Apple sued for alleged patent infringement over iOS low-power mode
The tech giant is also being sued over facedown detection.
Corinne ReichertSenior Writer
Corinne Reichert (she/her) grew up in Sydney, Australia and moved to California in 2019. She holds degrees in law and communications, and currently oversees the CNET breaking news desk for the West Coast. Corinne covers everything from phones, social media and security to movies, politics, 5G and pop culture. In her spare time, she watches soccer games, F1 races and Disney movies.
Facedown detection then detects your device's orientation when it's placed face down on a surface, whether on a desk or a bed, and forgoes lighting up the screen when a push notification arrives.
"Each of the asserted patents generally claims improvements in battery conservation of portable electronic devices," LBT's lawsuit alleges. "Filed between 2008 and 2012, they were originally assigned to Location Based Technologies, Inc., who commercialized the claimed technology in its PocketFinder GPS devices."
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The patents LBT says it owns, and that are allegedly being infringed, relate to "apparatus and method for adjusting refresh rates of location coordinates or a tracking device" and to "apparatus and method for determining location and tracking coordinates of a tracking device".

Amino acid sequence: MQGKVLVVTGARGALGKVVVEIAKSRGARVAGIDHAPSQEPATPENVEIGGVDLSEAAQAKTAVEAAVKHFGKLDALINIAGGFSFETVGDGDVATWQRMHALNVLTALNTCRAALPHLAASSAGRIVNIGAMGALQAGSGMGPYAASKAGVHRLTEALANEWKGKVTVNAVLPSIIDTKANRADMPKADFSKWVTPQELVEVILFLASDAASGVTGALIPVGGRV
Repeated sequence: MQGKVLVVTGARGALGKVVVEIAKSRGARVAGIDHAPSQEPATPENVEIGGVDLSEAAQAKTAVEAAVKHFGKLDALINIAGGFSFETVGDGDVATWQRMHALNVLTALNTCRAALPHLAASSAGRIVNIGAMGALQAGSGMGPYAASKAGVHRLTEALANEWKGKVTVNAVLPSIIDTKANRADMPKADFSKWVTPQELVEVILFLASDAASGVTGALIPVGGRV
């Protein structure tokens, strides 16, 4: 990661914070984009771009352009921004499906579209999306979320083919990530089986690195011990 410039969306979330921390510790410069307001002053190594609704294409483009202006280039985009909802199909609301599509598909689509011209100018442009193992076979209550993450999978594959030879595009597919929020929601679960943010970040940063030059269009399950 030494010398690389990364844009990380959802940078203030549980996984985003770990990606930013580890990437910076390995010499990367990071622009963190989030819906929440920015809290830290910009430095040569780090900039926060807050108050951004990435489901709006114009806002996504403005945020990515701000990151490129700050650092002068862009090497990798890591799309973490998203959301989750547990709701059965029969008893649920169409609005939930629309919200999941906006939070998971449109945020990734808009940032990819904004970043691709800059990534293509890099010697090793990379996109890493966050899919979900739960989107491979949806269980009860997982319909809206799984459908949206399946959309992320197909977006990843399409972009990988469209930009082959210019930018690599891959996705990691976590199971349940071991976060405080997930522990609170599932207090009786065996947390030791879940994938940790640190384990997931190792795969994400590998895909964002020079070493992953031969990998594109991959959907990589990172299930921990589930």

"The accused products include all Apple devices, including
, that have a low power mode, core location feature and/or facedown detection mode," the suit alleges, adding that battery-saving features are now a "critical aspect" when consumers make purchasing decisions for
LBT said it warned Apple of the patent infringement in a letter on June 24, and is seeking royalties and damages.
Apple didn't immediately respond to a request for comment.
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